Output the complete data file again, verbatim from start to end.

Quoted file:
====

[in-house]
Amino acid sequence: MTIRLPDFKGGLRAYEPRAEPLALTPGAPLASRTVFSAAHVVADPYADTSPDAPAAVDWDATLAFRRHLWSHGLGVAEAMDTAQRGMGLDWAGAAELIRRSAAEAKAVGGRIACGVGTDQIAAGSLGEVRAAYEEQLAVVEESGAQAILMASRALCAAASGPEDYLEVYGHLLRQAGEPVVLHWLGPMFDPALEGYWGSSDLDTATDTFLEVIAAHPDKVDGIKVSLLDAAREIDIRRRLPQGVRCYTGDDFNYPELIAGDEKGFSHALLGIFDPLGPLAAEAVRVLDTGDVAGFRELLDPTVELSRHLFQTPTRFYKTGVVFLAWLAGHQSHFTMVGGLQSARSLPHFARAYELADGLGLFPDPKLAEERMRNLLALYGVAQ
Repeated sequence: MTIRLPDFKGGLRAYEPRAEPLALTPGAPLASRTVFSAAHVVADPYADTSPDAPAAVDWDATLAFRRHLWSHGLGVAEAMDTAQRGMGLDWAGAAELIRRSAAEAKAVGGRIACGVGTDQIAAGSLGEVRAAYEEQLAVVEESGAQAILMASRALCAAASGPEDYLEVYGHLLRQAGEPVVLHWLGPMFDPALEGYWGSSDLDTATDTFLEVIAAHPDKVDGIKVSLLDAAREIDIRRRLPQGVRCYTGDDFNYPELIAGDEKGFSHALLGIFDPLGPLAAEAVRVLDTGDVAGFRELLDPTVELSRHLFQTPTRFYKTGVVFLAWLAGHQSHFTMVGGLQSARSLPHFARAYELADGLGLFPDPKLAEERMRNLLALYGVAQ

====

[in-house]
Amino acid sequence: MTIRLPDFKGGLRAYEPRAEPLALTPGAPLASRTVFSAAHVVADPYADTSPDAPAAVDWDATLAFRRHLWSHGLGVAEAMDTAQRGMGLDWAGAAELIRRSAAEAKAVGGRIACGVGTDQIAAGSLGEVRAAYEEQLAVVEESGAQAILMASRALCAAASGPEDYLEVYGHLLRQAGEPVVLHWLGPMFDPALEGYWGSSDLDTATDTFLEVIAAHPDKVDGIKVSLLDAAREIDIRRRLPQGVRCYTGDDFNYPELIAGDEKGFSHALLGIFDPLGPLAAEAVRVLDTGDVAGFRELLDPTVELSRHLFQTPTRFYKTGVVFLAWLAGHQSHFTMVGGLQSARSLPHFARAYELADGLGLFPDPKLAEERMRNLLALYGVAQ
Repeated sequence: MTIRLPDFKGGLRAYEPRAEPLALTPGAPLASRTVFSAAHVVADPYADTSPDAPAAVDWDATLAFRRHLWSHGLGVAEAMDTAQRGMGLDWAGAAELIRRSAAEAKAVGGRIACGVGTDQIAAGSLGEVRAAYEEQLAVVEESGAQAILMASRALCAAASGPEDYLEVYGHLLRQAGEPVVLHWLGPMFDPALEGYWGSSDLDTATDTFLEVIAAHPDKVDGIKVSLLDAAREIDIRRRLPQGVRCYTGDDFNYPELIAGDEKGFSHALLGIFDPLGPLAAEAVRVLDTGDVAGFRELLDPTVELSRHLFQTPTRFYKTGVVFLAWLAGHQSHFTMVGGLQSARSLPHFARAYELADGLGLFPDPKLAEERMRNLLALYGVAQ